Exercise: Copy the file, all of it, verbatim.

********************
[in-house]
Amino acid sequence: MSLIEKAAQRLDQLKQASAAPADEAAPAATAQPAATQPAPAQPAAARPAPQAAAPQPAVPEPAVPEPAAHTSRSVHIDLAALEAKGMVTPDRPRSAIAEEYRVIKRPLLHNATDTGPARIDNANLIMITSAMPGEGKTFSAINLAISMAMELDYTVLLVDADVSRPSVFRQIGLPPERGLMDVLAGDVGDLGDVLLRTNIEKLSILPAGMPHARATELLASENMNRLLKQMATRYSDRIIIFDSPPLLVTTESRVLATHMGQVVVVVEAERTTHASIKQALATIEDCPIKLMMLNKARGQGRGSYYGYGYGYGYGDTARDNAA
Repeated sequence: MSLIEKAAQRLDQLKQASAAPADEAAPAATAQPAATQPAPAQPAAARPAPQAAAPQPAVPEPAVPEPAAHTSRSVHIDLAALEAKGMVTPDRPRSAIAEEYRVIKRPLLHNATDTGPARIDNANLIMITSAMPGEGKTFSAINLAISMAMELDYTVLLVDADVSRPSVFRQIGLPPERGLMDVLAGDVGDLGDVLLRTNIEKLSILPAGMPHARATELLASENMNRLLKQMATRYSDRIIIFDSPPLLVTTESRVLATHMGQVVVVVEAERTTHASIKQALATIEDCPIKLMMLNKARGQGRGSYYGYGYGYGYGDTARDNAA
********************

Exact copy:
[in-house]
Amino acid sequence: MSLIEKAAQRLDQLKQASAAPADEAAPAATAQPAATQPAPAQPAAARPAPQAAAPQPAVPEPAVPEPAAHTSRSVHIDLAALEAKGMVTPDRPRSAIAEEYRVIKRPLLHNATDTGPARIDNANLIMITSAMPGEGKTFSAINLAISMAMELDYTVLLVDADVSRPSVFRQIGLPPERGLMDVLAGDVGDLGDVLLRTNIEKLSILPAGMPHARATELLASENMNRLLKQMATRYSDRIIIFDSPPLLVTTESRVLATHMGQVVVVVEAERTTHASIKQALATIEDCPIKLMMLNKARGQGRGSYYGYGYGYGYGDTARDNAA
Repeated sequence: MSLIEKAAQRLDQLKQASAAPADEAAPAATAQPAATQPAPAQPAAARPAPQAAAPQPAVPEPAVPEPAAHTSRSVHIDLAALEAKGMVTPDRPRSAIAEEYRVIKRPLLHNATDTGPARIDNANLIMITSAMPGEGKTFSAINLAISMAMELDYTVLLVDADVSRPSVFRQIGLPPERGLMDVLAGDVGDLGDVLLRTNIEKLSILPAGMPHARATELLASENMNRLLKQMATRYSDRIIIFDSPPLLVTTESRVLATHMGQVVVVVEAERTTHASIKQALATIEDCPIKLMMLNKARGQGRGSYYGYGYGYGYGDTARDNAA